As we continue on with “Noir-vember,” it’s time to get a different point-of-view (pun intended) with that classic 1947 Bogie and Bacall film Dark Passage!
Coming Up Shorts! with… Slick Hare (1947)
(Available as an extra on the Dark Passage Blu-ray from Warner Archive Collection)
(Length: 7 minutes, 43 seconds)
At the Mocrumbo nightclub, Humphrey Bogart orders a dish of fried rabbit, and his waiter Elmer Fudd must come up with one in twenty minutes. Classic Looney Tunes cartoon with Elmer chasing down Bugs Bunny. Of course, there are various celebrity “cameos” to add to the fun (although I’d be surprised if most people nowadays could figure out most of them). For a classic film fan, certainly a fun cartoon to watch every now and then!
And Now For The Main Feature…
Convict Vincent Parry (Humphrey Bogart) has escaped from San Quentin prison. After the cops drive past his hiding place, he hitches a ride with passing motorist Baker (Clifton Young). However, that ride is short-lived, as they hear Vincent’s description on the radio, which forces him to knock out Baker. While Vincent changes into Baker’s clothes, painter Irene Jansen (Lauren Bacall) comes up on him and, recognizing who he is, offers him a ride. She gets him past the police blocks, and brings him to her apartment, which she offers as a place to hide out. Once, while she is out, a mutual friend, Madge Rapf (Agnes Moorehead), comes to the door, but he turns her away. Fearing the possibility of having been discovered, Vincent decides to leave that night, and takes a cab. The cabby, Sam (Tom D’Andrea), recognizes him, but is on his side and offers to take him to a plastic surgeon. While Sam makes the arrangements, Vincent drops in on his friend, George Fellsinger (Rory Mallinson), and makes plans to stay at his apartment. After that, Vincent goes to the plastic surgeon, Dr. Walter Coley (Houseley Stevenson), who does some work on his face. After he is all bandaged up and given his instructions by the doctor, Vincent is taken back to George’s apartment by Sam. However, once in the apartment, Vincent is horrified to find his friend had been murdered. Feeling he has no other place to turn to, Vincent walks back to Irene’s place. On the way, he sees Baker’s car, but does not see Baker himself. Out of sheer exhaustion, Vincent puts it out of his mind and keeps going towards Irene’s apartment building, where he collapses. Irene finds an unconscious Vincent, and brings him in. Vincent learns from the newspaper that he is accused of George’s murder, but he convinces Irene that he is innocent. After twelve days, she cuts the bandages off his face, and he leaves, with the intention of proving his innocence. He adopts the name of Allan Linnell, but Baker soon finds him and decides to blackmail him. Vincent ends up overpowering Baker, and learns about somebody else following him to George’s apartment before Baker accidentally falls to his death. So, Vincent goes off to confront the real killer.
Dark Passage was based on a novel (of the same name) written by David Goodis (which had been serialized in The Saturday Evening Post before it was published as a book). For the movie, they did some location shooting in San Francisco, including Irene’s house and a diner. But, as I hinted at earlier, the movie is best known for its first forty minutes, in which we see almost everything from Vincent’s (Humphrey Bogart) point-of-view (and what we don’t see that way very cleverly keeps his face in the shadows or out of sight). Of course, the fact that Humphrey Bogart doesn’t actually show his face on camera for the first hour originally irritated Jack Warner when he found out, but too much of the film had been done by that point for him to make any changes.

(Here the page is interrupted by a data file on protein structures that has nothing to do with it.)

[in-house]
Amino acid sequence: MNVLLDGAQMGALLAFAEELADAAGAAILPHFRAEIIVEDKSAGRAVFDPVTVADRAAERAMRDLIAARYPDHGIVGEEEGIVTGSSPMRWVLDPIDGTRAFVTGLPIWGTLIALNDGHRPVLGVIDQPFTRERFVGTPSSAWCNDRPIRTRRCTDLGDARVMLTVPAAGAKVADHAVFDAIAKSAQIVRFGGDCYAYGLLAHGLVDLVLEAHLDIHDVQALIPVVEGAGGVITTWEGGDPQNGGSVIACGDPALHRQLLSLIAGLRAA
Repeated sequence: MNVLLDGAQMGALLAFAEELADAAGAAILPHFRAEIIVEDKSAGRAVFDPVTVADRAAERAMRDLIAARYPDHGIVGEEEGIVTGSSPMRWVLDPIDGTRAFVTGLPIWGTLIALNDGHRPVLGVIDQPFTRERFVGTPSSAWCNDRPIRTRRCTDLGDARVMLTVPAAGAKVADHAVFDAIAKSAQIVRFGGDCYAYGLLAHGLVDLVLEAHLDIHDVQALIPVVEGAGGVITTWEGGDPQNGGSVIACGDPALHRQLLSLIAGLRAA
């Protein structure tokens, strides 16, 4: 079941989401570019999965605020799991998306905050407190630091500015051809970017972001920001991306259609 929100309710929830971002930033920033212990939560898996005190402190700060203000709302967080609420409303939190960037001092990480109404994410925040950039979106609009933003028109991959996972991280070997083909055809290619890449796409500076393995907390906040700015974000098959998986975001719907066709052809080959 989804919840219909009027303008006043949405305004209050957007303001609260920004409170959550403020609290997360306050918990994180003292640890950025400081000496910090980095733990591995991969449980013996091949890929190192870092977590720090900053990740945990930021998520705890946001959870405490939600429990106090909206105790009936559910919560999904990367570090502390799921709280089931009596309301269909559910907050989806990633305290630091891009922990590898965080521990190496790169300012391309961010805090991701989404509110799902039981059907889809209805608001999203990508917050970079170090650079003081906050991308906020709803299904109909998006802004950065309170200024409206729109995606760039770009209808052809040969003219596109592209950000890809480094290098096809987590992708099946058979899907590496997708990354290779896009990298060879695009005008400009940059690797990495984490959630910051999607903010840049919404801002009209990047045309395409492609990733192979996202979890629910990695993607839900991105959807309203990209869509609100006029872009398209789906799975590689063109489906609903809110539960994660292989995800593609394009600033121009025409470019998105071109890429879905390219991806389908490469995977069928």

Personally, I consider Dark Passage the weakest of the four Bogie-Bacall films. Now, I’m not trashing this movie, as I really like it! I’m just saying that the other three are just that much better. I do like the film’s gimmick of the first person view for the first forty minutes, as I think it works with the story. Any other way would essentially have some other actor playing the part, with Humphrey Bogart’s voice dubbed in for them. This way, that’s not necessary. But Lauren Bacall is one of this film’s strengths, as she gives a great performance here, especially for the first part, when she’s mainly interacting with the camera (or so it would seem). And Agnes Moorehead is great, too, as their mutual friend, who pretty much makes a nuisance of herself with everybody. Humphrey Bogart is the only one who really suffers here performance-wise, as we don’t really get a lot of background there, and we’re generally stuck going with his character type rather than a fully fleshed out character for this movie. But, that’s a minor quibble, because, as I said before, this movie is one I enjoy, and for that reason, I would certainly recommend seeing it!
This movie is available on Blu-ray and DVD from Warner Archive Collection, either individually or as part of the four film Bogart And Bacall: The Complete Collection. Whether you go with the individual release or the set, the Blu-ray looks fantastic as always, and is certainly the best way to see the movie!
Film Length: 1 hour, 46 minutes
My Rating: 8/10
List Of Actor/Actress Filmographies/Collections
To Have And Have Not (1944) – Humphrey Bogart – The Treasure Of The Sierra Madre (1948)
To Have And Have Not (1944) – Lauren Bacall – Young Man With A Horn (1950)
Since You Went Away (1944) – Agnes Moorehead – Show Boat (1951)
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